The Boys are the great ‘should’ve beens’ of the punk era. At the beginning of 1977 they were the only British punk band with an LP record deal. However, they never achieved the success that they deserved and after four well received albums they decided to call it a day in 1982. They re-formed in 1999 and are still going strong today. Guitarist and vocalist Matt Dangerfield took some time out to tell me their story.
Brighton and Hove News: You were involved with the very beginnings of British punk. What do you remember of those days?
Matt Dangerfield: Well, lots really! (laughs). It was a very exciting time. It was a very small beginning. I remember seeing one of the early Sex Pistols gigs, and in the audience there were no more than fifteen to twenty people, and we all knew each other! The ‘scene’ really was that small. It was one of those cases of being in the right place at the right time. London at the time, if you were interested in that type of music, then that was the place to be. It was influenced by New York. I remember reading about the bands in New York. The NME (New Musical Express) used to have a columnist based in New York, and he was writing about all of these bands like the New York Dolls. We found it very interesting, without being able to actually hear the music. Most record shops at the time only stocked the top twenty. None of these bands we were reading about got played on the radio.
B&HN: You were initially a member of the London SS weren’t you?
MD: That’s right, yeah.
B&HN: Was that when Mick Jones (later of The Clash) was with them?
MD: I think Mick Jones was always there. Also Tony James (later of Generation X and Sigue Sigue Sputnik) was a member. When I was there, it was just those two and me. We did have a drummer, and we were looking for a singer. We listened to a few. We had a regular ad in Melody Maker, but nobody turned up who was any good. I was only with them for two, maybe three months.
B&HN: Then you formed The Boys.
MD: Yeah, cos one of the bands we knew about that were based in London were The Hollywood Brats. I’d heard their album and really liked it. So I knew about them, and so did Tony (James) and Mick (Jones). We contacted their singer Andrew (Matheson) and their keyboard player Cas (Casino Steel), and we invited them to come over and have a bit of a jam. After that they approached me and said that they didn’t want Mick or Tony but they wanted me. I thought about it for a day or two and decided to go with them, because they’d already made this brilliant record, they were a songwriting team and I liked their songs, so I thought joining them was the best plan.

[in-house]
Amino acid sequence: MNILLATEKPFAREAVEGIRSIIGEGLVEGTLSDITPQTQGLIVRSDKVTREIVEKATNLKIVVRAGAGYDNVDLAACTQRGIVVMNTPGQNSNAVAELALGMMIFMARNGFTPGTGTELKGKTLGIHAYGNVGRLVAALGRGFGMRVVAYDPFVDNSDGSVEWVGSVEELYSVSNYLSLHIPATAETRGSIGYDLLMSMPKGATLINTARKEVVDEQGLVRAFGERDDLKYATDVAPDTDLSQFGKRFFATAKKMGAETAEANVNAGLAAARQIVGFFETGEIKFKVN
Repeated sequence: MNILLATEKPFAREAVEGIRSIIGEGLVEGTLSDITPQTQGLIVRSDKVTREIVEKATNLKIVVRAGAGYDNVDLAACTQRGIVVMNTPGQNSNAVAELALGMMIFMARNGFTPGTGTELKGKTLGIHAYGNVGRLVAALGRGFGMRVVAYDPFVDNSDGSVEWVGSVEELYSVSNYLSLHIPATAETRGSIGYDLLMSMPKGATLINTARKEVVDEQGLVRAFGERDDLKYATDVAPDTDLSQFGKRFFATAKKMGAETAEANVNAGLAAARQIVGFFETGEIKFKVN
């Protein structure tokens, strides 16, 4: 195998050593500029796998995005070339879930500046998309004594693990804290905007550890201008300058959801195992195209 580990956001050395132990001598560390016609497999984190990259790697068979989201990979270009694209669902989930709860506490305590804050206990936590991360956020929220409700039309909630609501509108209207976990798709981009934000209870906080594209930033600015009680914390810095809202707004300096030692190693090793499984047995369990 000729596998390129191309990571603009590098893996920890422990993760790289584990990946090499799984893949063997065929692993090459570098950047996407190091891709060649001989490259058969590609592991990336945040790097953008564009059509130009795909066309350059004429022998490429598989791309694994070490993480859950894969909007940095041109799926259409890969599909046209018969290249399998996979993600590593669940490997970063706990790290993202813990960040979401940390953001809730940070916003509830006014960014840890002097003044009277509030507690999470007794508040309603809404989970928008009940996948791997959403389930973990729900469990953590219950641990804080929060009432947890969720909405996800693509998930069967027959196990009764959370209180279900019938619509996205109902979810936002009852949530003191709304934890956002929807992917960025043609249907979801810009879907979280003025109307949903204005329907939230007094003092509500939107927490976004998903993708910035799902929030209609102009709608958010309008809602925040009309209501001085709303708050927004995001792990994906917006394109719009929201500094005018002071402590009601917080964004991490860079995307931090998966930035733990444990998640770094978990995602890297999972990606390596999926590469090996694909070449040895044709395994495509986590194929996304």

B&HN: At The Boys’ first gig at the Hope & Anchor you drew some of the leading lights of the punk scene at the time. It would appear that you were clearly highly rated from the start. Is that right?
MD: Well, as I said earlier, everybody in the scene knew each other, so we were all interested in what each other was doing. We were kind of rivals, but in a friendly way. So we would go to each other’s gigs. As the scene got bigger so we all got busier – recording, touring. Then we stopped being in such close contact with each other because we were all too busy.
B&HN: At the beginning of 1977, The Boys were the only UK punk band with an LP record deal. How did that feel?
MD: That was great, but in a way we signed too early. We signed to NEMS. The reason we signed with them was because they were a very good live agency. We’d heard of them as a live agency, but not as a record company because they were tiny in that respect. At that time we’d only played a handful of gigs. Almost every gig we played, the manager of the venue told us that we were the worst band that’d ever darkened their doorstep; you know: “here’s yer money – f*ck off!!!” So we were running out of places to play. So we thought that at least with NEMS as a booking agency, they’d get us gigs!!! The problem was though, was that NEMS weren’t a very good record company. After we’d signed for them we were approached by lots of major record labels, and we’d have to tell them that we were already signed.
B&HN: Early in your career you toured supporting both John Cale and the Ramones. That must have been quite special?